The red broilers were developed for France’s famous Label Rouge organic free-range chicken program. After WW II, industrialized farming introduced the now standard cornish cross chicken, with its’ huge breast and soft flesh, a chicken that could be raised to 7 pounds in 45 days, but could not walk or graze, which made it perfect for factory farming.
The French began to demand the taste of traditional poultry. They developed, from heritage stock, a slower growing, more muscular chicken, to be harvested at about 12 weeks.
We follow most of the Label Rouge standards for raising chickens which include:
• All birds have access to the outdoors from 9:00 am until dusk. (I let mine out before sunrise and close the door at dark).
• Each bird must have at least 22 sq. ft. of outdoor grazing space. (They have a lot more grazing space than that).
• Trees and brush are available for shade and browse. (No problem here)
• Feed must contain whole grains and not be medicated. No animal products or growth stimulators are allowed. (Thank you Coyote Creek)
• No pesticide use is permitted (Never happens)
• Birds must be grown a minimum of 81 days.
• There are also regulations about the maximum size of flocks, 4000 birds, and I will only have 100 to 200 in a flock.
• We cannot follow the requirement that the birds be sold fresh, not frozen, due to local regulations and our distribution methods.
Our birds will be sold whole and frozen, with giblets sold separately
The whole birds mostly weigh between three and four pounds and cost $7.00 per pound.
Last Friday I went out to talk with my sheep and spread some hay when I noticed the smallest lamb I have ever seen. She was standing alone, in a helpless hunched over position, still wet from birth. I have seen many sheep born the last few years but this was the first not being protected by its’ mother.
All our sheep have been born on pasture, cleaned by their mothers and they started nursing within minutes. That is one of the reasons we chose Gulf Coast Native Sheep. The main reason is the taste.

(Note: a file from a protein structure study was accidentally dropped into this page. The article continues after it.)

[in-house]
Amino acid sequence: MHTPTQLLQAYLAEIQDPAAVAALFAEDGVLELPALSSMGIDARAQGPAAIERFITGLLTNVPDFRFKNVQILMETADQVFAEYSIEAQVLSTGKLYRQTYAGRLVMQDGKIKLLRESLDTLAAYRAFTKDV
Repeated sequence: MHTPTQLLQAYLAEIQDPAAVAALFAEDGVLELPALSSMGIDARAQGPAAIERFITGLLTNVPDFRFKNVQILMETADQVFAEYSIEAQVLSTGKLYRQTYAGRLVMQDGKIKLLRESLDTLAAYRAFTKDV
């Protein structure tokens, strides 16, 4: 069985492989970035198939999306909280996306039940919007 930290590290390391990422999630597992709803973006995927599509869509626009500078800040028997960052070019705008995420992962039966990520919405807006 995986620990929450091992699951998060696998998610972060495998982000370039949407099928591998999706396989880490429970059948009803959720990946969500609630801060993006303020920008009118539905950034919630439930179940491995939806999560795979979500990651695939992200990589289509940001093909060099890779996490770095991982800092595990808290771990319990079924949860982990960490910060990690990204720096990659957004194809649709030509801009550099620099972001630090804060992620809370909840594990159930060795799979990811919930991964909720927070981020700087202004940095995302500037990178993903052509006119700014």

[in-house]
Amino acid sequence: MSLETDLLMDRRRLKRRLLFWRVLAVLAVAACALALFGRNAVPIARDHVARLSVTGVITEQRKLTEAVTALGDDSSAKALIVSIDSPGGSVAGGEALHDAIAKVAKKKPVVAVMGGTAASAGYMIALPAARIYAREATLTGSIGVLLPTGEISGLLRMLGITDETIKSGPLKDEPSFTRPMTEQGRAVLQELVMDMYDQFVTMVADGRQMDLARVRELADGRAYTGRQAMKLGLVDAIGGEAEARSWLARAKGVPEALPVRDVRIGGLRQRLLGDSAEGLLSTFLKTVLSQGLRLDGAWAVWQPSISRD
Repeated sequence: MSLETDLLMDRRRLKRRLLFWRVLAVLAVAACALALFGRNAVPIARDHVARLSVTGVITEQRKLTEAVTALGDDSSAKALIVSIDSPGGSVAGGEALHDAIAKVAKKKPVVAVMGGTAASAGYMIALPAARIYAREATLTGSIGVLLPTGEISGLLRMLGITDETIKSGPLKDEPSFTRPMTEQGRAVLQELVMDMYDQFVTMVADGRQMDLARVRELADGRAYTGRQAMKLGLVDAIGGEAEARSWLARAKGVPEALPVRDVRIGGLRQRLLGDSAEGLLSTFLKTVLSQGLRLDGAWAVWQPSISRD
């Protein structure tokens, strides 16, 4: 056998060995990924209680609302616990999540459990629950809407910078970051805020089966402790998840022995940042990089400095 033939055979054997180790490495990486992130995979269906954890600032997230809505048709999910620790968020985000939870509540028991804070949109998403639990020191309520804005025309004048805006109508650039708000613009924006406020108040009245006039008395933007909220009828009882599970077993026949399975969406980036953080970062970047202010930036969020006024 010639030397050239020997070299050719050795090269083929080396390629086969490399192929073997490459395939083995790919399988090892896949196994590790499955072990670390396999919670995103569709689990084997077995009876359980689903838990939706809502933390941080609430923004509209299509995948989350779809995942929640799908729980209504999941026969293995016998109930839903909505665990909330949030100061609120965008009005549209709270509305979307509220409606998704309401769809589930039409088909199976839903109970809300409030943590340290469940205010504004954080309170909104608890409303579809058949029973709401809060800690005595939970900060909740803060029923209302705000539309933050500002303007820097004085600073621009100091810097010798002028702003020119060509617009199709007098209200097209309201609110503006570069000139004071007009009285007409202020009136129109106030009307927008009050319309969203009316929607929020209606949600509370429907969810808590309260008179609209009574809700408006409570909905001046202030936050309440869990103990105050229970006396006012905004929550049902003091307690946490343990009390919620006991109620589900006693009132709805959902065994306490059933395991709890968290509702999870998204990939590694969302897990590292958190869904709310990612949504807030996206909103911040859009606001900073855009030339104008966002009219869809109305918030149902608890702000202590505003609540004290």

We did have an incident a few weeks ago when an older ewe could not let her milk down for a few hours and we decided to give a bottle to to a lamb, but she never an abandoned her baby and the baby kept trying to nurse.
Ringo, the donkey noticed the tiny, lonely lamb and went over to comfort it. I looked around and he had it in his mouth so I decided I needed to take it with me. It weighed in at 4.5 pounds, not half of what the last few lambs weighed, but walked fine, tried to nurse Mojo, the dog, much to his chagrin, and was real happy to get a bottle of milk.
Our friends at Blue Heron Farm said they might take it in because they were set up to bottle feed and we are not. A very kind gesture indeed, but something happened that afternoon that made it impossible to take them up on the offer. I got back from market on Saturday and started on chores, and everywhere I went that lamb was sure to follow. She tagged along, heeling like my dogs do not, lying down when I stop, and heading out again when I move on.
We have seven ewes who were too young to be bred in the fall and obviously one snuck out in the middle of the night (and we now know who you were) for a midnight rendezvous with a rambunctious ram. We never saw any blood nor a placenta, so I guess it was an easy delivery of a tiny lamb. Often the moms eat the placenta, but I doubt that a ewe that didn’t even have the instinct to stay with her baby would know that predator protection technique.
So now I have another chore for a few weeks. Lambs need to eat three of four times a day and one this small cannot miss a meal. I have to go to Houston today, so guess who is going to be in the dog crate in the truck.